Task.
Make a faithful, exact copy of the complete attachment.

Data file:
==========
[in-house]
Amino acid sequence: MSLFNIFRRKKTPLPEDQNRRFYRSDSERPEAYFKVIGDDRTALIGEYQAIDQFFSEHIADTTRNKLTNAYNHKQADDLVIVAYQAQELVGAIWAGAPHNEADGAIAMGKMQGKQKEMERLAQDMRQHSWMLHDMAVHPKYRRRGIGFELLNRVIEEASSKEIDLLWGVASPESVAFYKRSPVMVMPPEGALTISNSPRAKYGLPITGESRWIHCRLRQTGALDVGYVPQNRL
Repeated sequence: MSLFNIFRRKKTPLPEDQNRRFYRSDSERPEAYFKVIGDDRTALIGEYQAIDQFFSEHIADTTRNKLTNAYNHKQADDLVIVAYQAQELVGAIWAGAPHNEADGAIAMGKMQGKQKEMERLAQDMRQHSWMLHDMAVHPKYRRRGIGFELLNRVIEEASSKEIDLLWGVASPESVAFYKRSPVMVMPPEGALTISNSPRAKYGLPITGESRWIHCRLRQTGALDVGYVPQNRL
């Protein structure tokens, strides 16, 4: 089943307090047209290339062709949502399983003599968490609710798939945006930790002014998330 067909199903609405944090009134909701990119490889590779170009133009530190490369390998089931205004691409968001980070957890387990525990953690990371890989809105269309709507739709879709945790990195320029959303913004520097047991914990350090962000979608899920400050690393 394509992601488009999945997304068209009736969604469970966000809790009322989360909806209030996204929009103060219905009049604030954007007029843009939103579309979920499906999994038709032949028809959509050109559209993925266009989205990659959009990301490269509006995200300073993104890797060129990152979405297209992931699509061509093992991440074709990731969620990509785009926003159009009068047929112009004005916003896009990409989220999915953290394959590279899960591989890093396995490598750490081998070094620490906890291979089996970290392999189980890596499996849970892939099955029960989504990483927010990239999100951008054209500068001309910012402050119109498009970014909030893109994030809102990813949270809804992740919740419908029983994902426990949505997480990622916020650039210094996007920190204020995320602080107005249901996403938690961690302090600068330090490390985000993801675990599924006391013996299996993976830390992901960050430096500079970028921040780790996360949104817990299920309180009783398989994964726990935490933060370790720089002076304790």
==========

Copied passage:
[in-house]
Amino acid sequence: MSLFNIFRRKKTPLPEDQNRRFYRSDSERPEAYFKVIGDDRTALIGEYQAIDQFFSEHIADTTRNKLTNAYNHKQADDLVIVAYQAQELVGAIWAGAPHNEADGAIAMGKMQGKQKEMERLAQDMRQHSWMLHDMAVHPKYRRRGIGFELLNRVIEEASSKEIDLLWGVASPESVAFYKRSPVMVMPPEGALTISNSPRAKYGLPITGESRWIHCRLRQTGALDVGYVPQNRL
Repeated sequence: MSLFNIFRRKKTPLPEDQNRRFYRSDSERPEAYFKVIGDDRTALIGEYQAIDQFFSEHIADTTRNKLTNAYNHKQADDLVIVAYQAQELVGAIWAGAPHNEADGAIAMGKMQGKQKEMERLAQDMRQHSWMLHDMAVHPKYRRRGIGFELLNRVIEEASSKEIDLLWGVASPESVAFYKRSPVMVMPPEGALTISNSPRAKYGLPITGESRWIHCRLRQTGALDVGYVPQNRL
């Protein structure tokens, strides 16, 4: 089943307090047209290339062709949502399983003599968490609710798939945006930790002014998330 067909199903609405944090009134909701990119490889590779170009133009530190490369390998089931205004691409968001980070957890387990525990953690990371890989809105269309709507739709879709945790990195320029959303913004520097047991914990350090962000979608899920400050690393 394509992601488009999945997304068209009736969604469970966000809790009322989360909806209030996204929009103060219905009049604030954007007029843009939103579309979920499906999994038709032949028809959509050109559209993925266009989205990659959009990301490269509006995200300073993104890797060129990152979405297209992931699509061509093992991440074709990731969620990509785009926003159009009068047929112009004005916003896009990409989220999915953290394959590279899960591989890093396995490598750490081998070094620490906890291979089996970290392999189980890596499996849970892939099955029960989504990483927010990239999100951008054209500068001309910012402050119109498009970014909030893109994030809102990813949270809804992740919740419908029983994902426990949505997480990622916020650039210094996007920190204020995320602080107005249901996403938690961690302090600068330090490390985000993801675990599924006391013996299996993976830390992901960050430096500079970028921040780790996360949104817990299920309180009783398989994964726990935490933060370790720089002076304790």